While Facebook was busy uprooting social media users with its Meta rebranding, South Korea’s foray into the metaverse was already in full effect. Unbeknownst to many, South Korea has inconspicuously become the go-to for everything metaverse related in Asia.
From Kpop powerhouses YG Entertainment to social media giants Kaver, Korea’s biggest industries are taking a collective step into the metaverse and are offering to take investors with them. With a basket of ETFs engineered to ride the metaverse wave, South Korea now has the world’s leading market in the revolutionary space.
Korea’s metaverse ETF market reached USD 100 million in just under two weeks after launching in mid-October, according to Bloomberg Intelligence analyst Rebecca Sin. These four ETFs and their one-month performances are as follows:
- KB Asset Management’s KBSTAR iSelect Metaverse (+19.35%)
- NH Amundi Asset Management’s Hanaro Fn K-Metaverse MZ (+25.71%)
- Mirae Asset Global Investment’s Tiger Fn Metaverse (+47.57%)
- Samsung Asset Management’s KODEX K-Metaverse Active (+49.46%)
Collectively, Korean metaverse ETFs have combined inflows of USD 300 million this year, with analysts expecting funds to surpass USD 600 million by year end. Some 90% of these flows are attributed to retail investors.
By unpacking these ETFs, we’re able to uncover which Korean companies are behind the meta drive. Samsung’s Metaverse ETF consists of Hybe, Naver, Krafton, Peal Abyss and JContentree. Mirae Asset holds Naver, LG Innotek, Hybe, JYP Entertainment and YG Entertainment.
Kpop lovers will recognise names such as Hybe and YG Entertainment for representing the likes of K-groups BTS and Blackpink. Gamers will also be familiar with Krafton for developing one of the world’s biggest multiplayer shooters, PlayerUnknown’s Battlegrounds (PUBG).
“The metaverse theme was clearly visible for the Korean video game publishers this recent earnings season”, wrote Morgan Stanley analyst Seyon Park in a note.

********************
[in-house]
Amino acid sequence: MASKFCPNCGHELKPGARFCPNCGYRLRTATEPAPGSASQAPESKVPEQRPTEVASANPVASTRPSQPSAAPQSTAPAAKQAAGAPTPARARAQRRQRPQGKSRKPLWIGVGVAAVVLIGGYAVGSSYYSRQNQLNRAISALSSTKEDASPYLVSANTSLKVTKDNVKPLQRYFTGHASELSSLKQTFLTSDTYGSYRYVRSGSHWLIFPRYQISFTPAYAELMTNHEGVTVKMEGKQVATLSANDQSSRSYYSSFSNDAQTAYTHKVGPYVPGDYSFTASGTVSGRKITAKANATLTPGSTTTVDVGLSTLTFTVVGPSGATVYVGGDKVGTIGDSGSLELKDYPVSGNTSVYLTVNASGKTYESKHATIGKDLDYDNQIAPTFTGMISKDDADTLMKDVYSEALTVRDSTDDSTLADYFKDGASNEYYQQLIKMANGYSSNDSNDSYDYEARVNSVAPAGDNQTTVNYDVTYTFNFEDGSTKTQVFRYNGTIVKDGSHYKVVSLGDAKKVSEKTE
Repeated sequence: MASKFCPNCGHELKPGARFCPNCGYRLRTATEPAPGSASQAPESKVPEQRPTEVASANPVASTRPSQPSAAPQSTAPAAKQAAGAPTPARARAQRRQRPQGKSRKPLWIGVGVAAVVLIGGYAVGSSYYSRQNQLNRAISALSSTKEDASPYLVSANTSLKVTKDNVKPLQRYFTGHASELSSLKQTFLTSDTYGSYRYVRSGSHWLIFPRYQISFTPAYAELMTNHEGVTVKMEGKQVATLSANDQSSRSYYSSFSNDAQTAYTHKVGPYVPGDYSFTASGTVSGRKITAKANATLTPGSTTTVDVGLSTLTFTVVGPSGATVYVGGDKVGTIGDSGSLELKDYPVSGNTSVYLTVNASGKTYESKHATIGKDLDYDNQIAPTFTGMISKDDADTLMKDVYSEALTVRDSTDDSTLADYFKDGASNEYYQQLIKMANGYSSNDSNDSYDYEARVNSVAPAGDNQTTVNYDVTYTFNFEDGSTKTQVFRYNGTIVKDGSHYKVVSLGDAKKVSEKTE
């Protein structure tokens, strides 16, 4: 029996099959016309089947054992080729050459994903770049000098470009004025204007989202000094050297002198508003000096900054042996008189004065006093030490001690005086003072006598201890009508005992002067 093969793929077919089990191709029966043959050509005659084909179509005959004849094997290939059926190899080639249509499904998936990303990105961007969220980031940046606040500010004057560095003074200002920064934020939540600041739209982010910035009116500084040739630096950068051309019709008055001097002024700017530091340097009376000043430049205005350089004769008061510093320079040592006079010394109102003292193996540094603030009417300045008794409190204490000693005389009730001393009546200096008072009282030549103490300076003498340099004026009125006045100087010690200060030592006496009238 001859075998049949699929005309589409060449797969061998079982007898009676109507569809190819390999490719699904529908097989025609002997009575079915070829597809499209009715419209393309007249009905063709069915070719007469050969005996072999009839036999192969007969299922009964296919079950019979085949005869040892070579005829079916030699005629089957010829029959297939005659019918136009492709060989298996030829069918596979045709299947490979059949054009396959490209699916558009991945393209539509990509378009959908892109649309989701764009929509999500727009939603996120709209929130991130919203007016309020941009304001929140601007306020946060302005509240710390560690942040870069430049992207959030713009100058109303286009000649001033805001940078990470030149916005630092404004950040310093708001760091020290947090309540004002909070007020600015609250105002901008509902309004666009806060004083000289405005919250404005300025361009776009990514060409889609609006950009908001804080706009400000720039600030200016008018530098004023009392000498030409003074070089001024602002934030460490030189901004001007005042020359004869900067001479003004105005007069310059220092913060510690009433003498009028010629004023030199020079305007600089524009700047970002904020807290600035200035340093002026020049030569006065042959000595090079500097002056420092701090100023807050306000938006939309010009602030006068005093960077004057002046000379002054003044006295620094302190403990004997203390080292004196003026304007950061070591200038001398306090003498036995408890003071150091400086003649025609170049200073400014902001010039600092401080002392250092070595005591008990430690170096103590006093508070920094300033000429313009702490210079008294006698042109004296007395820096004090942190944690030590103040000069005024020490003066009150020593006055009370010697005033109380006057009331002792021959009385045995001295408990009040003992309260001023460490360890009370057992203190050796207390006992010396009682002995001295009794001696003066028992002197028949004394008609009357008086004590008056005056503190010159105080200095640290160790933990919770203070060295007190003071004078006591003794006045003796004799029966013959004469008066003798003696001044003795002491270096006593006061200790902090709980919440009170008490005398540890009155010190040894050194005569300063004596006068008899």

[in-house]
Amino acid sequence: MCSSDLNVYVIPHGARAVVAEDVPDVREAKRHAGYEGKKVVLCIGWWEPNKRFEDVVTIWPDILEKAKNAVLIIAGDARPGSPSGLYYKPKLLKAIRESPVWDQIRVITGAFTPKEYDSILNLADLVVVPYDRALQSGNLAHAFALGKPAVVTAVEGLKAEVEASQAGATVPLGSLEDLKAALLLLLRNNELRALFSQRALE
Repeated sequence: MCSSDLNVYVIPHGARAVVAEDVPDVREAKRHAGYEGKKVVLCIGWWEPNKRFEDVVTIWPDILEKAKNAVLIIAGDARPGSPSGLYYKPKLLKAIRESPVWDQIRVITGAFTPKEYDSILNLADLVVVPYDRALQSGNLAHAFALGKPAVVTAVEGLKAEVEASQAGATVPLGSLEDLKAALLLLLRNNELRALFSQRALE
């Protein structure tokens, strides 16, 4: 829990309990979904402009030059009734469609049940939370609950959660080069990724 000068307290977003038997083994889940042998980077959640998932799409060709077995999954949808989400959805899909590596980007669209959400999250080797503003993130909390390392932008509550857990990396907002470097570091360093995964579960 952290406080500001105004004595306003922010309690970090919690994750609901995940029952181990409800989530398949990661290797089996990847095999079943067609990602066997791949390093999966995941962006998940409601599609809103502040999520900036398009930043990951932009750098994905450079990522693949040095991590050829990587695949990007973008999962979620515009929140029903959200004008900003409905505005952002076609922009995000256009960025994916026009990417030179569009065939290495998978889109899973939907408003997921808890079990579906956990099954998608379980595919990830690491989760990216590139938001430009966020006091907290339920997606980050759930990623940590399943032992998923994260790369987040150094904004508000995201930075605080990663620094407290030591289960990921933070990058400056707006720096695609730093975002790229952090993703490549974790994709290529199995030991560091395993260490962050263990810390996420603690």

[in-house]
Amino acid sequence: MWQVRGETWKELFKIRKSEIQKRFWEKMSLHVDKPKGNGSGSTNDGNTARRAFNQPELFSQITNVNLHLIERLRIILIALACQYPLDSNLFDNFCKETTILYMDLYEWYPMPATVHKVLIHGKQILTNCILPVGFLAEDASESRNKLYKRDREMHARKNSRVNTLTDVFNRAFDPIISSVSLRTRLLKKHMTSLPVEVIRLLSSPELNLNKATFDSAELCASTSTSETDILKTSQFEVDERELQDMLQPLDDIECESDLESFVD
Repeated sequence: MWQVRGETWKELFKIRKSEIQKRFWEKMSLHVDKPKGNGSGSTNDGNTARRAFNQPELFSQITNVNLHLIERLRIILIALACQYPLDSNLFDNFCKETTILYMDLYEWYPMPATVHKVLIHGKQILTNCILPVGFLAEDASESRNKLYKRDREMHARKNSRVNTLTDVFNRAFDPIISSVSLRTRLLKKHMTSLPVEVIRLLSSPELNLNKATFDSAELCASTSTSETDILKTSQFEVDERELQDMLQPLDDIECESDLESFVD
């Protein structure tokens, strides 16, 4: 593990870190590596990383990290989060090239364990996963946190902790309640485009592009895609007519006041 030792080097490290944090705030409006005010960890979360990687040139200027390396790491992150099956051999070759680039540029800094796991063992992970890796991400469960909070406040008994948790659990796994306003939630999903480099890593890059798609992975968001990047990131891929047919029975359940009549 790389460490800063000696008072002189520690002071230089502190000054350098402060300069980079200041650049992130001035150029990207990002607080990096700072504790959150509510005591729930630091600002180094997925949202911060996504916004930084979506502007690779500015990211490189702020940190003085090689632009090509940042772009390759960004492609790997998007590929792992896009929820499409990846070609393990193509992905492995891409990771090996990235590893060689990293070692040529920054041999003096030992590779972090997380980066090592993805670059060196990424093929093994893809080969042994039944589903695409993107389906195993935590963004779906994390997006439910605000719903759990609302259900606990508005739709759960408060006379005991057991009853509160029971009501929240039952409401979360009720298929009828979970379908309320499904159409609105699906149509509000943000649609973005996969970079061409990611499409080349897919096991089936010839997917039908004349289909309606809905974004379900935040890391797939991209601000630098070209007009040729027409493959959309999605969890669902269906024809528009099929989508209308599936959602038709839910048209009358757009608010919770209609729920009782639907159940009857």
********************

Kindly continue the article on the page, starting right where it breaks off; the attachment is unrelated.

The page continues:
The companies listed in the Korean metaverse ETFs are not particularly unique in terms of their core functions; music, gaming and social media are industries that exist globally. However, Korea is at the forefront of pushing these industries through the metaverse prism.
ETF, NFT, BTS
Capitalising on BTS’s estimated USD 100 million net worth with merchandise has been a card frequently played by Hybe but unofficial products have flooded the market. To preserve official merchandising, Hybe is planning an NFT empire. Partnering with Dunamu – operator of South Korea’s largest crypto exchange Upbit – to create the NFT trading platform, Hybe will sell digital photo cards of its artists including BTS.
Each digital card will have a unique identifier, adding to the scarcity factor prominent in the NFT virtual world.
“As we prepare to enter the NFT business in a sustainable manner, we will directly participate in the operation and implement fan-oriented policies”, Hybe said of its new project.
Hybe will debut its platform in the United States, starting with its own IP, but hopes to expand to acts not managed by the company. The Korean corporation also manages Justin Bieber, Ariana Grande and J. Balvin through its U.S. branch.
Although not launching until the first half of next year, Hybe’s announcement of the NFT platform triggered a 10% spike in its stock price in November.
Another leading stock in the metaverse is GIANTSTEP Inc, which only debuted on Kosdaq in March 2021. As well as working with NAver to produce extended reality concerts, the company focuses on VR tech. One of the GIANTSTEP’s biggest projects is creating virtual avatars for SM Entertainment Co.’s kpop group aespa.